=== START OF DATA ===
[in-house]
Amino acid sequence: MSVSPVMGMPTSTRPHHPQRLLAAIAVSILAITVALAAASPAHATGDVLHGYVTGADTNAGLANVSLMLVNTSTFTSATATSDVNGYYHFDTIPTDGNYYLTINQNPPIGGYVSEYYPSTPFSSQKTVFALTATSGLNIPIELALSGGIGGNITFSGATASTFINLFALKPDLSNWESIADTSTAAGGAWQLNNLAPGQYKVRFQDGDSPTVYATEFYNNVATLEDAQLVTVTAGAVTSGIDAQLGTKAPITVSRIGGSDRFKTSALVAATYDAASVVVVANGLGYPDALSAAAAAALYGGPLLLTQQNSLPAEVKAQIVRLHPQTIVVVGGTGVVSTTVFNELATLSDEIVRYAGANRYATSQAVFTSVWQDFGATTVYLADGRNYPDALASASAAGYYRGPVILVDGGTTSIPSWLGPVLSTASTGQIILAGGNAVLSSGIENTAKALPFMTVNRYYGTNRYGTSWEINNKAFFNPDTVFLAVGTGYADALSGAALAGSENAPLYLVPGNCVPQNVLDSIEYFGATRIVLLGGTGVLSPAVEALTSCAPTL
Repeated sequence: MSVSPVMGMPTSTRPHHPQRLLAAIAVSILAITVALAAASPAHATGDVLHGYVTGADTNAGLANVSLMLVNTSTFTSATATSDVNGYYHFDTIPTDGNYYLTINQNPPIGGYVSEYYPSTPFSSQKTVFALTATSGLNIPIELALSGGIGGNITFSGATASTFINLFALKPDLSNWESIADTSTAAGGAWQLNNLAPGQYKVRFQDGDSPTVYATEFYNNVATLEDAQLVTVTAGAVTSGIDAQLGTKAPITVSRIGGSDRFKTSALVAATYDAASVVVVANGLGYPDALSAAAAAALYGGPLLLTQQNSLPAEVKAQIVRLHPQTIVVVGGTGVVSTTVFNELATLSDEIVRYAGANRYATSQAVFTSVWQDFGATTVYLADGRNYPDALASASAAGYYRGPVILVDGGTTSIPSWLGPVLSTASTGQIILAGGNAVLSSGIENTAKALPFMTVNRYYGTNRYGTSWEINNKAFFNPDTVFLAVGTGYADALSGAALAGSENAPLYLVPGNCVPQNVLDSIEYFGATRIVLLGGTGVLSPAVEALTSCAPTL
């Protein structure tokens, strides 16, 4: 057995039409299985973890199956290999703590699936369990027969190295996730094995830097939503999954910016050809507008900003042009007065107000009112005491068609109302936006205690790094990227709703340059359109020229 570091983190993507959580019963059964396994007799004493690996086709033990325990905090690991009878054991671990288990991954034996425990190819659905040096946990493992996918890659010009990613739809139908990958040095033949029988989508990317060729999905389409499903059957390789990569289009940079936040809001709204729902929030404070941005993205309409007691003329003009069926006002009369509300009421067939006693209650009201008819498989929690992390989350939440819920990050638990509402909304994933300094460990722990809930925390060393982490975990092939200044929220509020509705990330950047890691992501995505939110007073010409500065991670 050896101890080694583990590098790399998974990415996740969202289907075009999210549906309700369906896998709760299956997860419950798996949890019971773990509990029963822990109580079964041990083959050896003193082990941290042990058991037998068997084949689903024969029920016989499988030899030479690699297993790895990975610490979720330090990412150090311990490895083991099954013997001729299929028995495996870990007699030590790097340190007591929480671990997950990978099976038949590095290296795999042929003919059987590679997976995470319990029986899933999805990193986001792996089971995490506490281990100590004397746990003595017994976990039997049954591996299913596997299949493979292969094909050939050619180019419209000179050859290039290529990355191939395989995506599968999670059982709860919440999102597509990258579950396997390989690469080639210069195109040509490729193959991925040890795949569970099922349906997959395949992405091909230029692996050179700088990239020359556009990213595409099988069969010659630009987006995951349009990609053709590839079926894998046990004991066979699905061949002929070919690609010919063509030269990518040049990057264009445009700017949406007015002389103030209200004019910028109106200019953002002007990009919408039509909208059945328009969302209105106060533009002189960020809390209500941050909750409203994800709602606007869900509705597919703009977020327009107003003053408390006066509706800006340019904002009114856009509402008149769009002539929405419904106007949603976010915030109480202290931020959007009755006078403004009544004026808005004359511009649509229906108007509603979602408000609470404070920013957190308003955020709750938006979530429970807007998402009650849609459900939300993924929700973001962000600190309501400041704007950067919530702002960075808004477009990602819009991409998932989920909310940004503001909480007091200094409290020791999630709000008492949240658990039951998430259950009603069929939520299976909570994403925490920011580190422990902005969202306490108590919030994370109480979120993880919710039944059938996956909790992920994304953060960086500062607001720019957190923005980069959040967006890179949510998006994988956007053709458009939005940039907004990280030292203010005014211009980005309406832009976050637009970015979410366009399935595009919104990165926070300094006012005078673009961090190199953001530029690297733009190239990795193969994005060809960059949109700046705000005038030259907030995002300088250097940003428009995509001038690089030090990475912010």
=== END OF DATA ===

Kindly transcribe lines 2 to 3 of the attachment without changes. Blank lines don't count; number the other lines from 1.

Amino acid sequence: MSVSPVMGMPTSTRPHHPQRLLAAIAVSILAITVALAAASPAHATGDVLHGYVTGADTNAGLANVSLMLVNTSTFTSATATSDVNGYYHFDTIPTDGNYYLTINQNPPIGGYVSEYYPSTPFSSQKTVFALTATSGLNIPIELALSGGIGGNITFSGATASTFINLFALKPDLSNWESIADTSTAAGGAWQLNNLAPGQYKVRFQDGDSPTVYATEFYNNVATLEDAQLVTVTAGAVTSGIDAQLGTKAPITVSRIGGSDRFKTSALVAATYDAASVVVVANGLGYPDALSAAAAAALYGGPLLLTQQNSLPAEVKAQIVRLHPQTIVVVGGTGVVSTTVFNELATLSDEIVRYAGANRYATSQAVFTSVWQDFGATTVYLADGRNYPDALASASAAGYYRGPVILVDGGTTSIPSWLGPVLSTASTGQIILAGGNAVLSSGIENTAKALPFMTVNRYYGTNRYGTSWEINNKAFFNPDTVFLAVGTGYADALSGAALAGSENAPLYLVPGNCVPQNVLDSIEYFGATRIVLLGGTGVLSPAVEALTSCAPTL
Repeated sequence: MSVSPVMGMPTSTRPHHPQRLLAAIAVSILAITVALAAASPAHATGDVLHGYVTGADTNAGLANVSLMLVNTSTFTSATATSDVNGYYHFDTIPTDGNYYLTINQNPPIGGYVSEYYPSTPFSSQKTVFALTATSGLNIPIELALSGGIGGNITFSGATASTFINLFALKPDLSNWESIADTSTAAGGAWQLNNLAPGQYKVRFQDGDSPTVYATEFYNNVATLEDAQLVTVTAGAVTSGIDAQLGTKAPITVSRIGGSDRFKTSALVAATYDAASVVVVANGLGYPDALSAAAAAALYGGPLLLTQQNSLPAEVKAQIVRLHPQTIVVVGGTGVVSTTVFNELATLSDEIVRYAGANRYATSQAVFTSVWQDFGATTVYLADGRNYPDALASASAAGYYRGPVILVDGGTTSIPSWLGPVLSTASTGQIILAGGNAVLSSGIENTAKALPFMTVNRYYGTNRYGTSWEINNKAFFNPDTVFLAVGTGYADALSGAALAGSENAPLYLVPGNCVPQNVLDSIEYFGATRIVLLGGTGVLSPAVEALTSCAPTL